Typographic advice

Hi, I was wondering if anyone had any useful advice that they would care to give me on the topic.

What advice exactly did you have in mind?

What are some typographic techniques you can use to create a more interesting and engaging booklet for example? How do you appeal to your target audience using typography?

That is far too big a question for a few-line answer.

Learn about the basics of typography, right back to Gutenberg – and lettering before that. You need to develop a love of letterforms and an almost innate understanding of the emotional impact of typefaces. Thread the greats. Tschichold, Morison, Gill, the list is exhaustive.

The was a recent thread asking a similar question which should give you plenty of information. Have a search.

Here’s a list of some type books worth reading, I posted on another thread.

Choose what works for the project, not what you like.
Actually, that goes for all graphic design. All of it.

Arial and Comic Sans.


Only if they work for the project.

Answering that question would require that I summarize the last 40 years of my work with typography, and I’m still not sure I’d be able to answer it.

Hi Angus,
Typography has a great variety and innovation in it. Can you please specify some area of typography where you need advice?
You can share your typographic works here and we can better advise you.


Three factors to consider in pre-production are:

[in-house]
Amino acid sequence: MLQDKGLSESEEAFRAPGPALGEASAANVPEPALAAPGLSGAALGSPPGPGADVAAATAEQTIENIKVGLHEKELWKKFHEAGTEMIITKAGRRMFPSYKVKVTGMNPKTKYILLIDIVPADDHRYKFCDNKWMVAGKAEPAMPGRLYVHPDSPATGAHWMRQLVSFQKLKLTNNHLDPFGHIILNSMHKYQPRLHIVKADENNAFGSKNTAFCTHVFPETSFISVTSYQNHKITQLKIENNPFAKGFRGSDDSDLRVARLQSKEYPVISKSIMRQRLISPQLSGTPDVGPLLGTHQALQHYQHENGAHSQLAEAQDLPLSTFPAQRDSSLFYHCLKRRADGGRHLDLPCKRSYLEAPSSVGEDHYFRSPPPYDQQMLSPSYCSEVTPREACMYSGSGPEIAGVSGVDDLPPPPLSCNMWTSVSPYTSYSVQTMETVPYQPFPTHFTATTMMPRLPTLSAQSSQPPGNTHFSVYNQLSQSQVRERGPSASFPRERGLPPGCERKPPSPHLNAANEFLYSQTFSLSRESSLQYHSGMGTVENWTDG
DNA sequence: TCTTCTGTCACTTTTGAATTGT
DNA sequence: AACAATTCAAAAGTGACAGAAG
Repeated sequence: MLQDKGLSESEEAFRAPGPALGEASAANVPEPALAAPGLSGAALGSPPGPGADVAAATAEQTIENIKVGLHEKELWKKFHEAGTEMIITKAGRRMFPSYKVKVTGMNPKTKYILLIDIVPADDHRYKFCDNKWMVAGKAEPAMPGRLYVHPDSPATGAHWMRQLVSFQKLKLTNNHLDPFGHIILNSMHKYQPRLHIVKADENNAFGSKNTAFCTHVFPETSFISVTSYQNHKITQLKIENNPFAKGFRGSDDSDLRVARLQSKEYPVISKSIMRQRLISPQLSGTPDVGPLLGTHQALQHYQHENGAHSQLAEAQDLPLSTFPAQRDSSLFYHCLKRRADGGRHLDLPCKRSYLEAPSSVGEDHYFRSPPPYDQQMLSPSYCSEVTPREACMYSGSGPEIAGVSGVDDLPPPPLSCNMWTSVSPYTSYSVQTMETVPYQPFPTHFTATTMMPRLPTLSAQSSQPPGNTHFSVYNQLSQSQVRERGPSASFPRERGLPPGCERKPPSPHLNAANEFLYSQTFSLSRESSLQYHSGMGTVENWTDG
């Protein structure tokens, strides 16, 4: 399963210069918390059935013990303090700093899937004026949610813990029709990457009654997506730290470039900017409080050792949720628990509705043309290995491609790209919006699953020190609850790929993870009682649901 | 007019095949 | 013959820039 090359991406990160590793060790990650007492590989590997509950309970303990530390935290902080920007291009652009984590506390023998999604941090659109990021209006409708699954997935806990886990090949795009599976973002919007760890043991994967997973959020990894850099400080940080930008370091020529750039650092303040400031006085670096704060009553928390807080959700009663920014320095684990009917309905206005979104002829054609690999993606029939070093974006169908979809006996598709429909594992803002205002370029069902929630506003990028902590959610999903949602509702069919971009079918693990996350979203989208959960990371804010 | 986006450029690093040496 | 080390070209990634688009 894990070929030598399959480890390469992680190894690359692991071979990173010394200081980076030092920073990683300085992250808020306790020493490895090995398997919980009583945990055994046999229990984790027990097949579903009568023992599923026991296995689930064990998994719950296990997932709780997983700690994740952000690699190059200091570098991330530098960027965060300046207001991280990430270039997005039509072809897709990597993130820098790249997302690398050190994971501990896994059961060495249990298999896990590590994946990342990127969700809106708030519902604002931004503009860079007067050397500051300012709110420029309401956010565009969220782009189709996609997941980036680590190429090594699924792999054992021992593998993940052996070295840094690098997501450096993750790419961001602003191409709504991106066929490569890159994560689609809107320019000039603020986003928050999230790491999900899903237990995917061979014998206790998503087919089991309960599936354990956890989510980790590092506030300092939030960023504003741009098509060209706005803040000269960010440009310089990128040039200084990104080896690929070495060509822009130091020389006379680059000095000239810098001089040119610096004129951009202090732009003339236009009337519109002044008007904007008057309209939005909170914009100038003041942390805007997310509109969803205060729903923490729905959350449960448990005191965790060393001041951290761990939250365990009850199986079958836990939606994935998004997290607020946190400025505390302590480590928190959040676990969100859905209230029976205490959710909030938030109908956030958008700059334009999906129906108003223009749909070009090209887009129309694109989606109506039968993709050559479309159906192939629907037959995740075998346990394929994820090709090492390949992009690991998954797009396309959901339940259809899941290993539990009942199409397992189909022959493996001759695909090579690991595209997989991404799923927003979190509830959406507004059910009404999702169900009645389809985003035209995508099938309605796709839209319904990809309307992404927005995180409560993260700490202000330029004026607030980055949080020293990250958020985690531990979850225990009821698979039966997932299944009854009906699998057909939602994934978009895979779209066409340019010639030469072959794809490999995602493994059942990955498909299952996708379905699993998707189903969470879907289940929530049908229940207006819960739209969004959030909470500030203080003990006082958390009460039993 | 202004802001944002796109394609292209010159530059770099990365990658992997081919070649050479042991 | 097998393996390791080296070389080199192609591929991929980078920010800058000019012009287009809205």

First, identify the purpose of your design.
Second, what is the main medium of your design? Print or screen. Typography is key to setting mood, tone and style in your designs. Serif fonts are generally considered a good choice for body text in print, however, a rule of thumb is to use non-serif fonts for body text on the web.
Third, it’s very important to identify your target audience. important factors of targeting an audience include age, interests, and cultural background, all of which should influences decisions made for your fonts. For instance, some fonts are more appropriate for children, fun, games and evoke pleasant feelings. A good example of this is Mikado which has been designed as a friendly and casual type.
Once you have identified those factors, there are more factors to take into consideration when handling typography. When choosing/making a font, there are two crucial principles to pay attention to: readability and legibility. If you intend your font to be read, then the last thing you want from your reader is difficulty in reading your work. Make it easy and enjoyable for them, not a chore.
Legibility is dependent on the typeface design while readability is dependent on the manipulation or handling of the font. A highly legible font can be made unreadable by a designer’s poor typographic design choices. Factors which affect readability include line lengths, font size, leading, font selection, spacing, font pairing, colour and background.
Hope I was able to help your endeavour to learn more about typography.

Usually when people sign up and proceed to immediately post an essay about something, I can do a Google search and find the exact same thing posted in a dozen other locations. It’s either that or a lead-in to an ad of some kind. A Google search turns up nothing, though, so what was your motivation? I mostly agree with what you posted, but was there any particular reason you had for posting it?

It’s been reworded a tad but it’s all here :wink: Maybe Dylan wrote the original article?

©2020 Graphic Design Forum | Contact | Legal | Twitter | Facebook